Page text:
Here are three diagrams illustrating the accepted British English way of setting out
letters. Even in Britain, this can vary according to the house style of the company
involved, for example, and conventions such as these may well be subject to
different cultural norms.

Formal letter:
A) Is an example of block layout: no commas, no indentation.
B) Is an example of indented layout : this layout has commas and indentation

In either case, if you use Sir or Madam, close with Yours faithfully.
If you use a name, such Mrs J ones, or Mr Smith, close with Yours sincerely

The date may be written 12 June 2006 (this has recently become the most used
version) or 12
June 2006, not the 12
of June 2006 and preferably not
12 06 06 because as different countries have different ways of doing this it leads to
confusion over which is the day and which the month.

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Senders address
Next line
Next line
Next line
Addressees name
Addressees address
Next line
Next line
Full date: e.g.
30 J une 2006
Dear Sir/Madam
Yours faithfully
Name printed legibly
Paragraph one (give the reason for writing)
Paragraph two
Paragraph three
I look forward to hearing from you soon.
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Senders address,
Next line,
Next line,
Next line.

Addressees name
Addressees address,
Next line,
Next line.
Full date
Dear Mrs J ones,
Indent first line of paragraph (give the reason for writing)

Indent first line of paragraph

Indent first line of paragraph

I look forward to your reply.
Yours sincerely,
Print name
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Informal Letters

Senders address
Block or indented

Full date
Dear first name (,)
Block or indented paragraphs (enquire about the recipient)
Love from
First name

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Language in very formal letters.

In very formal letters, the candidate should

make use of set formal expressions (see below)
not use contractions
not use idiomatic expressions or colloquialisms
use indirect rather than direct questions
express ideas in clear, polite language
use the most academic vocabulary he or she knows (usually words of Latin,
Romance or Greek origin)
have a good, organised paragraph structure even for short letters.

Here is a range of formal expressions for letters. This is not an exhaustive list,
but an indication of the kind of language expected in very formal letters.

Opening I am writing to request, complain, thank etc
Request for
I would be very grateful if you would/could .
Apology I feel I must apologise for
I owe you a full apology for
Please accept my apologies for
I apologise for any inconvenience I may have caused.
Thanks Thank you for
I am extremely grateful for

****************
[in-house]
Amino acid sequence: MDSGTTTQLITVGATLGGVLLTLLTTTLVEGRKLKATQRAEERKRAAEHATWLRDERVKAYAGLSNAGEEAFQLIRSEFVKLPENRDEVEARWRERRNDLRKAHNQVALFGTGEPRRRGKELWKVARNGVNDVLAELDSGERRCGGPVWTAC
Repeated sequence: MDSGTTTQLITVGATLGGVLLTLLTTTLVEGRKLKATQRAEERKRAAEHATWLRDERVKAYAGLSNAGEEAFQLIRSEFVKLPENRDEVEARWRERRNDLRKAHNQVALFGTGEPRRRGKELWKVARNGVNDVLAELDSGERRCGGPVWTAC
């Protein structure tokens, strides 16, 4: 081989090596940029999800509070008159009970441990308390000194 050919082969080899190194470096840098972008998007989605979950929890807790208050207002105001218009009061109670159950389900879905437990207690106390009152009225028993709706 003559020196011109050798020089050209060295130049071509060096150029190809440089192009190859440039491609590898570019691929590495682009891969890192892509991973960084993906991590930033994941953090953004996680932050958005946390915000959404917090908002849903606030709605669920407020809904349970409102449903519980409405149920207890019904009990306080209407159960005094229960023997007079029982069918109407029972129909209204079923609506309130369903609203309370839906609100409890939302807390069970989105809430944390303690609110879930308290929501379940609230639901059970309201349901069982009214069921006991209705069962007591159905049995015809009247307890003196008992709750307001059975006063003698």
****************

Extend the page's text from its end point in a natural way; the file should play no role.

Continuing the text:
I feel I must thank you for
Would it be possible for you to
Would it be convenient for you to
May I make a suggestion?
Pre-closing If you would like any further information, please do not hesitate
to contact me.
If I can be of any further assistance, please do not hesitate to
contact me.
Thank you for your attention in this matter.
I hope this information has been of some help.
With best wishes
With very best wishes
Closing I look forward to hearing from you.
I look forward to your reply.

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Language in informal letters.

In informal letters, the candidate can

use contractions
sometimes miss out the I subject e.g. Sorry havent written before or Dont
know where the time goes or Must stop now, the dinners burning.
use idiomatic expressions or colloquialisms
show off any current slang he or she may have picked up (its really cool!)
ask direct questions, use exclamation marks, use checking tags (isnt it? ) etc
write as if he or she is talking

However, this is an examination and the candidate should also
have a good, organised paragraph structure even for short letters.
show a good range of vocabulary, such as phrasal verbs, which are often
considered in English to be less academic or formal

There are many openings and closings possible in informal letters, depending on
the closeness of the relationship between the writer and recipient:

Dear Harry
Dearest Harry
My dear Harry
My darling Harry
Hi Harry! (often used in emails now)

Love from Liz
Love, Liz
With love from Liz
Lots of love from Liz
Best wishes, Liz
All the best, Liz
See you soon, Liz

Language in letters which are neither very formal nor very informal

One of the most common forms of semi-formal letters is the campaigning letter,
where a student is asked to write a letter to a magazine or newspaper
complaining about something. In a letter such as this, elements of both formal
and informal language may be appropriate and the best letter writers will be able
to adjust to this. For example, the letter may be set out as a formal letter but
instead of being completely low-key and polite all the way through may make use
of rhetorical questions and angry exclamations to get the points across.